|Upon university graduation, PUST students plant a tree in wishes for a good future. [Image: PUST Facebook]|
On January 30, 2017, Texas A&M University established an educational partnership with a North Korean counterpart — Pyongyang University of Science and Technology (PUST). Officials from PUST reached out to Texas A&M to request help increasing North Korea’s agricultural production. PUST is the only private university in North Korea, and is mainly funded by American evangelical Christians.
Agricultural economics professor Edwin Price, leader of the Texas A&M team, emphasized that this cooperation focuses on humanitarian aid, not politics. Though there is no formal contract now, Price said that his University would send guest teachers in agriculture, provide teaching materials, and improve curriculum settings. This collaboration focuses on agricultural production, science, and technology, instead of policy.
The relationship between Texas A&M University and PUST can be traced back to 2011 when a student of Price invited him to travel to North Korea. After his visit, Price stayed in contact with PUST.
This relationship is an example of how official diplomacy is not a prerequisite for people-to-people cooperation. On June 21, 2016, artists from Pyongyang’s Mansudae Art Studio held exhibitions at American University’s Katzen Arts Center in Washington, DC. The exhibition, “Contemporary North Korean Art: The Evolution of Socialist Realism,” was aimed at broadening the world’s understanding of North Korean art beyond stereotypes. Additionally, in 2016, a Korean American Baptist minister in Texas, Yoo Yoon (also director of Korean-American Sharing Movement of Dallas), went back to North Korea and delivered 3.5 tons of corn to a school for orphans and one ton of noodles to a local hospital to help those in need.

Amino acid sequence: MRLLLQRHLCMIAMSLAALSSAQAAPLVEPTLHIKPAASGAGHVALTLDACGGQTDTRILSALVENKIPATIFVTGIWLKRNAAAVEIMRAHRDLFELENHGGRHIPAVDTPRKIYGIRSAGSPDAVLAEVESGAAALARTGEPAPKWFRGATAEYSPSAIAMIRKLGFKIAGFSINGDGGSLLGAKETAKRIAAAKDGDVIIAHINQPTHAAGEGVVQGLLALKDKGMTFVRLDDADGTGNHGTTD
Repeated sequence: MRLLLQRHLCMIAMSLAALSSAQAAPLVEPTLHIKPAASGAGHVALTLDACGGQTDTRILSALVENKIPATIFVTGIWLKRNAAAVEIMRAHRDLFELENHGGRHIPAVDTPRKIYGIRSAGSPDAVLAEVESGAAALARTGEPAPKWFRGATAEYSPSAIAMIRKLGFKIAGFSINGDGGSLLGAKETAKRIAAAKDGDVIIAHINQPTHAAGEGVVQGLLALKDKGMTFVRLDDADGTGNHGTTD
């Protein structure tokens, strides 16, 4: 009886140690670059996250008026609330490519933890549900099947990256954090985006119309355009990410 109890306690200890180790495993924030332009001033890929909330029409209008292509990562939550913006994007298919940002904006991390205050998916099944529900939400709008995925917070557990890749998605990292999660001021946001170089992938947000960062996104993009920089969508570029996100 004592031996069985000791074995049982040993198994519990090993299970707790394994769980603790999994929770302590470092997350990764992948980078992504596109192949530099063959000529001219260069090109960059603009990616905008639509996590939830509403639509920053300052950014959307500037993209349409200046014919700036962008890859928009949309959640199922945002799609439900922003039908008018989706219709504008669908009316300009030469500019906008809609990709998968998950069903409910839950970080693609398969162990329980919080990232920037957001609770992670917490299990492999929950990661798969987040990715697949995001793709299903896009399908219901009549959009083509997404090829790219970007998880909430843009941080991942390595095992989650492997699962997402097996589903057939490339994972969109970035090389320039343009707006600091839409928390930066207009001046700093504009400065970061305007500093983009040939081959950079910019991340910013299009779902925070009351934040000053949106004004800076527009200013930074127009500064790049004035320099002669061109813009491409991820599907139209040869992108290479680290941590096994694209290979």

The US spares no efforts in helping North Korean refuges. President George W. Bush signed the North Korean Human Rights Act of 2004 and President Obama followed this with additional legislation. As of 2015, 186 North Korean refuges resided in the US.
Xiaoyi Wang is a research intern at the East-West Center in Washington, D.C. She is a graduate student at Georgetown University.